I believe that one reason the commandment not to covet is one of the ten basic commandments is that coveting destroys your own contentment. I think a modern-day version of it for women could read, “Thou shalt not covet thy neighbor’s house, nor thy neighbor’s well-tended flowerbeds, nor thy neighbor’s perfect husband, nor thy neighbor’s sticky-sweet perfectly-polite children, nor thy neighbor’s trip to Hawaii, nor thy neighbor’s Etsy shop, nor thy neighbor’s leisure time, nor thy neighbor’s talents, wealth, or abilities.”
I personally have to be really careful not to compare myself with others. My choices and my life are very different from most of those around me. Many of my friends who started having children when I did are now done with that stage in life. While I’m still having babies, getting up at night, and potty-training, some of them are sending their last kid off to school, finding more time for hobbies and volunteer work, and meeting their husbands for lunch. I have to remind myself that this is the life I chose. My time for more rest and leisure pursuits will come, and in the meantime, I get to be the most important person to eight amazing little people. When I am prayerful and in tune with the Spirit, it’s easier to find that contentment.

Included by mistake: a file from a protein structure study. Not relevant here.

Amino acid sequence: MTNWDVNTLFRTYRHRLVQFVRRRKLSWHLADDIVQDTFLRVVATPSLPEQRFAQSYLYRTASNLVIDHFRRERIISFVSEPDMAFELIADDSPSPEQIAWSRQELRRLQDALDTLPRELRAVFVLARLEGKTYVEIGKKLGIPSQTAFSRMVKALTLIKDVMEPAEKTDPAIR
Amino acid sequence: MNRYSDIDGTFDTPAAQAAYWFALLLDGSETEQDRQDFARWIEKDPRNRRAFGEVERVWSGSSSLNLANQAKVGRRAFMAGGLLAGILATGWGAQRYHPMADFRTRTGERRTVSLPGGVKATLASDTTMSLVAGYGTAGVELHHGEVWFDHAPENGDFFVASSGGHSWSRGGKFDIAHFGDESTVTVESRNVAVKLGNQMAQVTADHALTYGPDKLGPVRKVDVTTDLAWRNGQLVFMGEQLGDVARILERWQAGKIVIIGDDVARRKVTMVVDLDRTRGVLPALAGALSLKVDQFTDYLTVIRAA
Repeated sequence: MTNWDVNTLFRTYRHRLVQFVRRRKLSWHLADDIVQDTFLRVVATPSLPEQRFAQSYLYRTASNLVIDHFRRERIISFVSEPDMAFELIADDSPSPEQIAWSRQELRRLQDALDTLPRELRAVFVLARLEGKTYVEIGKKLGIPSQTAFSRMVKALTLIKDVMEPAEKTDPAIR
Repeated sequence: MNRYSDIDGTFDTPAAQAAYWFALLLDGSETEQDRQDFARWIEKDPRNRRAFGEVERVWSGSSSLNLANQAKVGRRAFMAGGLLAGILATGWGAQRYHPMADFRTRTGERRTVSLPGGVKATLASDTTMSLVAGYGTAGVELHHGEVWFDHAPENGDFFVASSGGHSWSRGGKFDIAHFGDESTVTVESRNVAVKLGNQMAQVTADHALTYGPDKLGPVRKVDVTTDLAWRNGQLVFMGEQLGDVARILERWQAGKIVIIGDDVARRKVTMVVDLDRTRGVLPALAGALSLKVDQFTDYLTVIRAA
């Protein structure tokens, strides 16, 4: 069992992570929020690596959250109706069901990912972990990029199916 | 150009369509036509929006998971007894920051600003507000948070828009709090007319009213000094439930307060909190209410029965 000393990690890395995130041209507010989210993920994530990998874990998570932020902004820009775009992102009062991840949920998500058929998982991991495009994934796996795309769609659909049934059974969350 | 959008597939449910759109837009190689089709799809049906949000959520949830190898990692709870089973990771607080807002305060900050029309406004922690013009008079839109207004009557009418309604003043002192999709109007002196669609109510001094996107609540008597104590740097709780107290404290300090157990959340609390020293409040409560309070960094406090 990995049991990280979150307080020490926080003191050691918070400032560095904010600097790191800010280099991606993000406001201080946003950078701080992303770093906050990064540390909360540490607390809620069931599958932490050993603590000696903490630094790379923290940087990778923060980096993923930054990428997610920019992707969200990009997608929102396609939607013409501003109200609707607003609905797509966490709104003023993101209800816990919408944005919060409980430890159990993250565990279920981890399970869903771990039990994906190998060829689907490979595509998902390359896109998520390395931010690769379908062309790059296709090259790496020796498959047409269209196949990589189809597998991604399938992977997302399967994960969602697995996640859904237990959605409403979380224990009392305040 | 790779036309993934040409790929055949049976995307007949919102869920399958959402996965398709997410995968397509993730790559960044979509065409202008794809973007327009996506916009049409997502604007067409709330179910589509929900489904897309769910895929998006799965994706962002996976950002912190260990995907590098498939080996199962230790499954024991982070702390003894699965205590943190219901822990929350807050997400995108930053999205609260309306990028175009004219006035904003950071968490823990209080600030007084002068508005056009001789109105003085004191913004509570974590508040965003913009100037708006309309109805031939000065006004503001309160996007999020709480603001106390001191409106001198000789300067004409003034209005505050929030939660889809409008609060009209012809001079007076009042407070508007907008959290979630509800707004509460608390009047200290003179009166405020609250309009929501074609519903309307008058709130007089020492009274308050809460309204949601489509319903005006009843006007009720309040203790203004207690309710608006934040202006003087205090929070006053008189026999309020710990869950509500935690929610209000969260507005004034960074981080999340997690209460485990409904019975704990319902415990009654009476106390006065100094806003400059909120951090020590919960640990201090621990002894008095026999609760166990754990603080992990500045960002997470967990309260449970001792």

It’s important to find the joy in the journey. If I wait until my house is clean, my children always do the right thing, and my life is running smoothly to find contentment, then I would miss those wonderful moments every day that bring me joy.
As for what I love about having a large family, here are the eight best things about being a mother to a large family:
These aren’t just names to me – they are unique and precious individuals. Having kids is not like collecting dolls or books. It’s creating an eternal relationship with a unique, amazing, precious individual. I feel so privileged to know and nurture each of these souls, to come to know them and watch them develop their talents and grow. One of my greatest joys is when my children love and serve each other. I love watching the relationships between my children develop. The moments when they serve each other and really care about each other are my happiest.